Whether a farmer wants to expand his or her own operation or start a new one from scratch, without a doubt, a critical step is financial planning. In order to raise capital for such an endeavor, the farmer will, most likely, need to seek outside sources. Decisions between taking on outside debt or equity involve trade-offs between profit levels and risk management.
Equity Financing Your Farm or Ranch
Outside equity financing allows investors to directly insert capital into the budget, granting some level of ownership of the operation back to the investors. Ultimately, the investors decide the amount of capital they provide based on anticipated returns and the level of risk they are willing to take. If the operation does well, the investors will be rewarded by returns, which might include annual distributions at harvest and any appreciation when the farmland is sold or the investment divested. However, if the operation is not prosperous or even out right fails, the farmer and the investors may lose money, but everyone retains the same proportions of ownership.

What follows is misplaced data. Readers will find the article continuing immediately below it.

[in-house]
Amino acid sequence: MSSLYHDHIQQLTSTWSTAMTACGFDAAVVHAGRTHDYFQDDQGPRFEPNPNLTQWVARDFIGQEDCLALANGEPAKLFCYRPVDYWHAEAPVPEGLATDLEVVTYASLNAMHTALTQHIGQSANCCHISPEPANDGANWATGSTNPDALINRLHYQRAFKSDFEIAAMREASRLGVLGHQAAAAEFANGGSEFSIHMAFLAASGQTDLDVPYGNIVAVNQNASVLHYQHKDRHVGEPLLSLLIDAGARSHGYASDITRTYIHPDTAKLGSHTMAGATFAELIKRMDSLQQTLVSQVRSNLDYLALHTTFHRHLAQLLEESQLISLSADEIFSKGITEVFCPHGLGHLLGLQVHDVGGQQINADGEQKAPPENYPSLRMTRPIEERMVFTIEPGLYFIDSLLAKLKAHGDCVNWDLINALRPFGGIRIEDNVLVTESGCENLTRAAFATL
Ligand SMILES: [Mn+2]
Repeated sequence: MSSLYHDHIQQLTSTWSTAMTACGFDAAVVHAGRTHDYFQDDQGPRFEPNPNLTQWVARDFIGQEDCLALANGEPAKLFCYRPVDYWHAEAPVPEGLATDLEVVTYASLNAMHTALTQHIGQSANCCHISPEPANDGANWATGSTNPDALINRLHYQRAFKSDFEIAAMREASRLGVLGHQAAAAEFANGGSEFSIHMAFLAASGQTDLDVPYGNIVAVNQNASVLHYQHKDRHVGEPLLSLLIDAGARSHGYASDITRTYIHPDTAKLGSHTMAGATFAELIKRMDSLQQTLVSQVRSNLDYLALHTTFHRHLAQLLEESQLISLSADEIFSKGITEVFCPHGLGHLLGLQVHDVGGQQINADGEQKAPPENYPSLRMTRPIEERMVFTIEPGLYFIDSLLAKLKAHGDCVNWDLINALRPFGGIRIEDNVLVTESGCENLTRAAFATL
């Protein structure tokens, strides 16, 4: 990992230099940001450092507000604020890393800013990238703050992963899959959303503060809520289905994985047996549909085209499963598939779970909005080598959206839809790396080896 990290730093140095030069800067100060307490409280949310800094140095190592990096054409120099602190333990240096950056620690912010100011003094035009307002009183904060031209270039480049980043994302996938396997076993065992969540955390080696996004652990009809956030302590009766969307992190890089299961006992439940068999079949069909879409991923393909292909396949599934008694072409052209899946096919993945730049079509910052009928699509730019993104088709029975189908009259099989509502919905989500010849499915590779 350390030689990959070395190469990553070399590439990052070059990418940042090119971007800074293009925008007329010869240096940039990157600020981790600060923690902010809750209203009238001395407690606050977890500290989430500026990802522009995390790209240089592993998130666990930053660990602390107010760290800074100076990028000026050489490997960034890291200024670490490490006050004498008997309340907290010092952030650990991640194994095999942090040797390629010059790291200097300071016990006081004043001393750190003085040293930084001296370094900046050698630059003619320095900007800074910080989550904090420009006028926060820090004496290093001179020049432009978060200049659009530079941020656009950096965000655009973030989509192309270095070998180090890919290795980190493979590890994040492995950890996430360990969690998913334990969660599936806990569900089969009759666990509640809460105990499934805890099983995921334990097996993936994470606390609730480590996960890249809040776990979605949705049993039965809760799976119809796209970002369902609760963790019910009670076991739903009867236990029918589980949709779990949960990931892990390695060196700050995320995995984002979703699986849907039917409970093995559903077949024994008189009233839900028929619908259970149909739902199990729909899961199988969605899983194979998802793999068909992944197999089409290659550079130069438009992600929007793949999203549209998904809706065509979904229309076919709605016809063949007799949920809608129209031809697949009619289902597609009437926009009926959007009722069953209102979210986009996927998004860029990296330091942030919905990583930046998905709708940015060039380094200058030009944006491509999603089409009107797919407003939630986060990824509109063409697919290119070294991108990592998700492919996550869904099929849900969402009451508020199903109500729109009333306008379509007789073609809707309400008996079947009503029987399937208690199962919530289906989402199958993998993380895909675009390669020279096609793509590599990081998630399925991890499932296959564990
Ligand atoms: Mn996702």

Debt Financing Your Farm or Ranch
When issuing debt, lenders expect some sort of risk management in the form of a mortgage on the farmer's land or liens on its infrastructure. Upon an agreed term, the farmer will return the loan, plus interest, to the lender. If the operation is successful, the farmer can repay the loan as well as increase his positive reputation to future lenders. If the operation is not successful, the farmer will default on the loan, and may expose his farm to foreclosure.
According to Professor Duncan Chembezi from Alabama A&M University, an experienced farmer will have his finger on the pulse of the operation, in order to keep a healthy debt/equity ratio that is the right fit for the operation. Maintaining low debt in relation to equity will reduce the amount of financial risk.
Where does your operation stack up against the national average?
US Farm Debt/Equity Ratios (percentage)
A farmer does not have to choose only one of these two options to fund his or her operation; a healthy mix of debt and outside equity financing could be beneficial to the business in the long term. Using both will allow the farmer to retain a higher level of ownership in the operation, as well as require a lower level of mortgaged assets for a smaller loan. Bringing in outside capital in the form of private equity investors may allow a producer to work a larger piece of land, which in turn brings economies of scale and greater profits. Another advantage of selling outside equity to passive investors is that family farmers with a high net worth (from land values), but low income, can increase their standard of living or pay for major life events - like education or medical expenses - without losing control of their land.